Why You Need to Protect Your Eyes

Why You Need to Protect Your Eyes

Between the newly-blossoming May flowers and the beautiful springtime sunrises, there’s quite a lot to see this time of year. May is Healthy Vision Month, and the National Eye Institute is encouraging people everywhere to educate themselves on some of the more common risks to eye health, as well as preventative and protective measures you can take to keep your vision strong. Vision health is especially important for seniors, and learning the basics of vision care is an essential part of healthy senior living.

Common vision risks
Many of the more common factors that negatively affect eyesight are, unfortunately, unavoidable. According to the Centers for Disease Control and Prevention, vision loss or impairment is a natural part of aging for many seniors, even for those whose eyes have been good for most of their lives. Additionally, women tend to be at higher risk of developing sight-related problems. Family history also plays an important role. Some serious eye conditions such as macular degeneration, which can lead to retinal detachment and blindness, are largely hereditary. Glaucoma has similarly been linked to heredity, as the Glaucoma Research Foundation reported that siblings of a person living with glaucoma have a tenfold spike in the risk of developing the disease themselves.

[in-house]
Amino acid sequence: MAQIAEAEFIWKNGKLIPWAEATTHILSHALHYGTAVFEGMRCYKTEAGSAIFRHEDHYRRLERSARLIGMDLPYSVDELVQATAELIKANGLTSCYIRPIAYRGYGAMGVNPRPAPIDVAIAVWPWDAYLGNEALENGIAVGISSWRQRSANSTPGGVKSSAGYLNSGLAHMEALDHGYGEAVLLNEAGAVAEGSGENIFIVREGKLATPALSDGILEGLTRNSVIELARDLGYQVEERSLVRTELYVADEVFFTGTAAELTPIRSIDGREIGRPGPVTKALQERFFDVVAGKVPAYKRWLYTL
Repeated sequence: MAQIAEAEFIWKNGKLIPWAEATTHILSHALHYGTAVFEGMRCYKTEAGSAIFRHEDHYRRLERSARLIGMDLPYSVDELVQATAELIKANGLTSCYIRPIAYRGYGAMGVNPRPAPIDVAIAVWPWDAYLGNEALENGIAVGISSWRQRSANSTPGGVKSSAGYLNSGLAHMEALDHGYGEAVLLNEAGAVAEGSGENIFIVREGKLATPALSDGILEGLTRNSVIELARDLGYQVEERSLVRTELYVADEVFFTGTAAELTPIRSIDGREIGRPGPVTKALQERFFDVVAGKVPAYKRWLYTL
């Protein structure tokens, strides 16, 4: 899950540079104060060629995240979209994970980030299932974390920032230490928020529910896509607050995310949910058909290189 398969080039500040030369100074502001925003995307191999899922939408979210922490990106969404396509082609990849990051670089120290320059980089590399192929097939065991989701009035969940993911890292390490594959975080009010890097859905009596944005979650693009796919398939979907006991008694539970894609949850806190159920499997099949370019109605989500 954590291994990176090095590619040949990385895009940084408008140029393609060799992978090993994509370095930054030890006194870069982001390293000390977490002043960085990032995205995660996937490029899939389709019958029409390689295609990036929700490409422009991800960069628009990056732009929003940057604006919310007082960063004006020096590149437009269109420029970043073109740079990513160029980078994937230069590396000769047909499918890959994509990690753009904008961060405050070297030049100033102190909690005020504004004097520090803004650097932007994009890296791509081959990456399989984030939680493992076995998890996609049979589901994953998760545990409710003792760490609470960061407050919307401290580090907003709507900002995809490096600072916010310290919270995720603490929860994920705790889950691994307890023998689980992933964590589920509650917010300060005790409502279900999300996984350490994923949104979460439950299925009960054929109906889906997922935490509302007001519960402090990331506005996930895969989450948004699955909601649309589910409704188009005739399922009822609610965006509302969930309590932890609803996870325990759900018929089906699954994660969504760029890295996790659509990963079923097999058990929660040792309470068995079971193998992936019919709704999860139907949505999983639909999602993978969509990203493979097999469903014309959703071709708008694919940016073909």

Looking out for your eyes
While many risk factors for developing vision impairment may be unavoidable, there is still plenty you can do to help keep your eyes and your vision healthy. One of the most basic and most important things you can do is stay on top of prevention. Many vision problems, such as glaucoma and macular degeneration, display little to no warning signs. Scheduling regular dilated eye exams is the best way to stay on top of these potential problems before they can manifest in harmful ways. These exams are noninvasive and allow doctors to examine the back of your eye where problems can occur. The GRF recommends getting such exams every six months to a year for those over 65.

There are also lifestyle adjustments you can make to protect your sight. Many vision risks are linked to diabetes, so keeping your weight and blood pressure at healthy levels is an important step you can take. Foods rich in omega-3 fatty acids such as most fish do wonders for your vision, as do leafy greens such as kale or spinach. If you plan on spending time out in the sun, more power to you! Just make sure to protect your eyes by wearing sunglasses or a wide-brimmed hat, as direct exposure to the sun’s harmful UVA and UVB rays can easily damage your eyesight.